Dr. Harry Benjamin




Dr. Harry Benjamin (January 12, 1885 – August 24, 1986) was a German-born, American endocrinologist and sexologist, widely known for his clinical work with transsexualism. Benjamin was born in Berlin, and raised in an observant Ashkenazi Jewish home. He received his doctorate in medicine in 1912 in Tübingen for a dissertation on tuberculosis. Sexual medicine interested him, but was not part of his medical studies. In 1948, in San Francisco, Benjamin was asked by Alfred Kinsey, a fellow sexologist, to see a child who "wanted to become a girl", despite being born male, and whose mother wished for help that would assist rather than thwart the child. Kinsey had encountered the child as a result of his interviews for Sexual Behavior in the Human Male which was published that year, and had seen nothing of the like previously. This child rapidly led Benjamin to understand that there was a different condition to that of transvestism, under which adults who had such needs had been classified to that time. Despite psychiatrists whom Benjamin involved in the case failing to agree amongst themselves on a path of treatment, Benjamin eventually decided to treat the child with estrogen (Premarin, introduced in 1941), which had a "calming effect", and helped arrange for the mother and child to go to Germany where surgery to assist the child could be performed, but from there they ceased to maintain contact, to Benjamin's regret. However, Benjamin continued to refine his understanding and went on to treat several hundred patients with similar needs in a similar manner, often without accepting any payment. Many of his patients were referred by Dr. David Cauldwell, Dr. Robert Stoller, and doctors in Denmark.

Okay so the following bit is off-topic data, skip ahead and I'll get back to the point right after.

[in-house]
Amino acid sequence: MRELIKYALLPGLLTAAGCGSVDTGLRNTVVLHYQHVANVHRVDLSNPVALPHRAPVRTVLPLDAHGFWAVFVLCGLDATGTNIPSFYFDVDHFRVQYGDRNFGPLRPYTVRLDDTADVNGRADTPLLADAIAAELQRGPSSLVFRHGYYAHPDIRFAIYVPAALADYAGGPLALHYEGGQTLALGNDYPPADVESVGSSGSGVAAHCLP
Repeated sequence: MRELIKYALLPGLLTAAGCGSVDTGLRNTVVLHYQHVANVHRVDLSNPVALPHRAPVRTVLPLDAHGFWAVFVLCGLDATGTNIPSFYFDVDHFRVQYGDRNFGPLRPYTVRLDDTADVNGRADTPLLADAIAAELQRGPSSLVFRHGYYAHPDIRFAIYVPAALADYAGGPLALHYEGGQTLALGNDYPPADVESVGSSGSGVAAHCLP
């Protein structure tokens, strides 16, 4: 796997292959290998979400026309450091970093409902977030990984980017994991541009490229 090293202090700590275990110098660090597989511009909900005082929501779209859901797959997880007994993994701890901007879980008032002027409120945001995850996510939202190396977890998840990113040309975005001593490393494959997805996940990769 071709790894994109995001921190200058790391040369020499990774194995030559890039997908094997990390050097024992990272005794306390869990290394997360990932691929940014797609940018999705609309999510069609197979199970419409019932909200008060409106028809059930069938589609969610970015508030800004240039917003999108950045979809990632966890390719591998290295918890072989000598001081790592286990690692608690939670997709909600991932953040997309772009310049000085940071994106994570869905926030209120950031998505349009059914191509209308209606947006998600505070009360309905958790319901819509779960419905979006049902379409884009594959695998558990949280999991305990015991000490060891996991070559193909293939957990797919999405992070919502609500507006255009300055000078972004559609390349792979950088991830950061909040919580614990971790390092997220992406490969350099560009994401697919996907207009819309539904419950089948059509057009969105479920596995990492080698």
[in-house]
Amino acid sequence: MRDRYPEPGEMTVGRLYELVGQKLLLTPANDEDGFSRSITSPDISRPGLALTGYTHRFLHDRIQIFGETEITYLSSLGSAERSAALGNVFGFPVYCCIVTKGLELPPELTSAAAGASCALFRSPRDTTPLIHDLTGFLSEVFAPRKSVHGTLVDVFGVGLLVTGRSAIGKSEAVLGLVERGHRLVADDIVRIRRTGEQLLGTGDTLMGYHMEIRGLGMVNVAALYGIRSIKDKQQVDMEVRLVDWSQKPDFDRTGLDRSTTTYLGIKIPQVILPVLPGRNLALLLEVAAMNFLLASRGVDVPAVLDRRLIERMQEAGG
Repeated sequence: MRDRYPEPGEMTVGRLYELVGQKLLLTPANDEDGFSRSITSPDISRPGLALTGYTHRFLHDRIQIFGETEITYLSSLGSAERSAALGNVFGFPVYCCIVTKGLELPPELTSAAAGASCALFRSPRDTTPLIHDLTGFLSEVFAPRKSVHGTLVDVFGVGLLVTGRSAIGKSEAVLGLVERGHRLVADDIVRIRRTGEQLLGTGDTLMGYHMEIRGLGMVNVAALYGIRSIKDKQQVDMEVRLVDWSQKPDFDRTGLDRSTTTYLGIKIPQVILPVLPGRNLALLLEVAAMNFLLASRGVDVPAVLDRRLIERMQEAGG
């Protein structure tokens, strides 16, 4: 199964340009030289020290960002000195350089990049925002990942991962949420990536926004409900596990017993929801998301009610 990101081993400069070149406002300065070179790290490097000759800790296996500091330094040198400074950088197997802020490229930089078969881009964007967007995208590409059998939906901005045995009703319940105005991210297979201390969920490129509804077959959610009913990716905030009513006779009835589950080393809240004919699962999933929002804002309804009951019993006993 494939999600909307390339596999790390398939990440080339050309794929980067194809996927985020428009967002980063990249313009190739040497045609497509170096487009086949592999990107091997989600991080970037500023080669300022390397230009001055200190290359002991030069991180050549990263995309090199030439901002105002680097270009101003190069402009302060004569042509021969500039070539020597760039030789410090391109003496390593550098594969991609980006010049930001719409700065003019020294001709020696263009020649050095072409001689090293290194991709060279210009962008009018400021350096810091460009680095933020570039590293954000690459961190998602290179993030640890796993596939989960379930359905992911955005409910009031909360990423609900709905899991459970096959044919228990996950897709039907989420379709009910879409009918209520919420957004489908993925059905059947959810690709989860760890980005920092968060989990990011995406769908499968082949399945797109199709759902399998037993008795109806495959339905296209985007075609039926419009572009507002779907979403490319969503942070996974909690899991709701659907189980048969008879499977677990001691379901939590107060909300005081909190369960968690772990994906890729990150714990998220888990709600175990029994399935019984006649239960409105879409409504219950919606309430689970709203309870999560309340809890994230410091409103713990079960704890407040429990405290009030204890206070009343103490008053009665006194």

These doctors received hundreds of requests from individuals who had read about their work connected with changing sex, as it was then largely described. However, due to the personal political opinions of the American doctors and a Danish law prohibiting sex reassignment surgery on non-citizens, these doctors referred the letter-writers to the one doctor of the era who would aid transsexual individuals. Benjamin conducted treatment with the assistance of carefully selected colleagues of various disciplines (such as psychiatrists C.L Ihlenfeld and John Alden, electrologist Martha Foss, and surgeons Jose Jesus Barbosa, and Dr Georges Burou). Benjamin's patients regarded him as a man of immense caring, respect and kindness, and many kept in touch with him until his death. He was a prolific and assiduous correspondent, in both English and German, and many letters are archived at the Magnus Hirschfeld Archive for Sexology, Humboldt University, Berlin. The legal, social and medical background to this in the United States, as in many other countries, was often a stark contrast, since wearing items of clothing associated with the opposite sex in public was often illegal, castration of a male was often illegal, anything seen as homosexuality was often persecuted, if not illegal, and many doctors considered all such people (including children) best treated by forced treatments such as drugged detention, electroconvulsive therapy or lobotomy. Although Benjamin's 1966 book, The Transsexual Phenomenon, was immensely important as the first large work describing and explaining the affirmative treatment path he pioneered, he had already published papers and lectured to professional audiences extensively. Publicity surrounding his patient Christine Jorgensen brought the issue into the mainstream in 1952, and led to a great many people presenting for assistance, internationally. In 1979 the Harry Benjamin International Gender Dysphoria Association was formed. Most of Benjamin's patients lived (and many still live) quiet lives. Benjamin died at the age of 101.